If you want a university degree it means you have to forego some play or pleasure, to work hard and study hard, with the idea that that degree will enhance your life.

 

If you want to lose weight you have to forego the simple pleasure of candies and cakes and cookies and pop.

And you might have to work hard at exercise.

 

If you want a job, you might have to take a course or get training or prepare yourself and forego.

 

And these things require discipline. A word related to disciple.

 

And the story or the wedding feast in Cana reminds us disciples that sometime if we want to find the most happiness, the greatest fulfillment, the best life….

 

to not always take the simplest and easiest route,

or whatever makes us feel good in the present moment…

but to deny ourselves and take up a cross and serve others….

 

May I remind you of those four questions?

What was heaven to you?

When did you feel like God or the Holy Spirit was moving in you?

Where do you need forgiveness?

Where do you need to change?

 

 

Finding heaven, finding God, finding forgiveness and finding change don’t always come by take the road most travelled, the easiest and most pleasurable road….

They often come by taking the road less travelled…

 

…the road of truth, the road of discipline, the road of service and the road of unconditional love….

 

Which we believe is Christ’s road.

 

I have a listened a little bit on the CBC radio in the last little while some radio programs about gun violence in Canada. The series is entitled one bullet. It is how one bullet shot can affect so many people, not just the victim but friends and family and community, doctors, nurses, polic, paramedics, lawyers judges and so on.

 

The other day I was listening to the story of Clint Malarchuk who grew up in Edmonton and was a goalie in the NHL.  (CBC, The Current, Jan 17, 2019)

In 1989 during a hockey game a skate cut through his carotid artery spewing all kinds of blood. Fortunately the trainer was a former army combat medic in Vietnam and was able to pinch off the artery and Clint’s life was saved.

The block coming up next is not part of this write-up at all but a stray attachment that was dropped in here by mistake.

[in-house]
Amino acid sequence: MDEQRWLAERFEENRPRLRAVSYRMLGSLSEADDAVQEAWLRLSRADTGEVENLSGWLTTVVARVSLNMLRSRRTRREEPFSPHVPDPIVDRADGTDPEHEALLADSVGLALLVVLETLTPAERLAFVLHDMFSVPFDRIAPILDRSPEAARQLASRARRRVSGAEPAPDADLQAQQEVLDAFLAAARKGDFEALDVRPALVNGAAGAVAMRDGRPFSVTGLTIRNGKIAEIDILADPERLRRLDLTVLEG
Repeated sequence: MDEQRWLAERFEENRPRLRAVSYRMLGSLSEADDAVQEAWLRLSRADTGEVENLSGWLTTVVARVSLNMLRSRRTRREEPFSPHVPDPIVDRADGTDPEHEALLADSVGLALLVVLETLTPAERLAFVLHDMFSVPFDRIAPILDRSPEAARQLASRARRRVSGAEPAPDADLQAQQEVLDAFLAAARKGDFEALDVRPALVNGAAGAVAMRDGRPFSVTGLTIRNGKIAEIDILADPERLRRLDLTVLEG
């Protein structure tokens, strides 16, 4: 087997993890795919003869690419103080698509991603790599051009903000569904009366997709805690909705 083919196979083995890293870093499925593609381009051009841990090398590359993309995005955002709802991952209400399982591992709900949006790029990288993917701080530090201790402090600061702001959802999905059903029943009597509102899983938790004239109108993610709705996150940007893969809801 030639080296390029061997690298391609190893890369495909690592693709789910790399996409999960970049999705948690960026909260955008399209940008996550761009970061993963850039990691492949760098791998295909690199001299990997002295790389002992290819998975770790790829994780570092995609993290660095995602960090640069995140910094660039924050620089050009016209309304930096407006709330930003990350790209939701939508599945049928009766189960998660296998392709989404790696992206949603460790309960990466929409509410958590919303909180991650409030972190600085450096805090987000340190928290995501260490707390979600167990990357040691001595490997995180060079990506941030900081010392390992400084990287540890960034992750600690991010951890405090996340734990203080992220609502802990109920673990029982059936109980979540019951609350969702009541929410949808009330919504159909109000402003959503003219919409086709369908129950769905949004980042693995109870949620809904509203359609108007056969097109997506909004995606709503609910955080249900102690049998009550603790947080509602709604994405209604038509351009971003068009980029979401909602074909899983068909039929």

In fact he was on the ice ten days later after 300 stitches.

 

But he suffered undiagnosed PTSD for twenty years and went into depression and alcoholism which resulted in a suicide attempt where he shot himself with a 22 calibre rifle. He miraculously survived.

Now, he and his wife are public speakers about mental health issues.

 

Two things stand out to me from his own words.

The first was that he wanted to kill the pain.

He was in awful pain, not physical pain, but mental pain.

 

The second thing is what he says to others:

“Don’t do what I did.”    “You are not alone.”

 

It seems to me that the church stands in a place to be a wonderful healing place for people.

Our message is that there is one who heals pain.

Our message is that you are not alone.

 

He is the best wine.

 

All of us know what it is like to take the easy road, to take the cheap wine, to get drunk on food, or pleasure, or intoxicating substances, on entertainment or other things:   things that keep us from our real heaven, that keep us from God, that keep us from forgiveness, that keep us from change for the better…

But there is one who holds out his hands with unconditional love and acceptance, with forgiveness and grace

And is a way and a truth and a life for us…

 

And sets us on that path less travelled to true freedom…

…his path of service to others and unconditional love.

 

He is the best wine, and his name is Jesus.

 

Amen.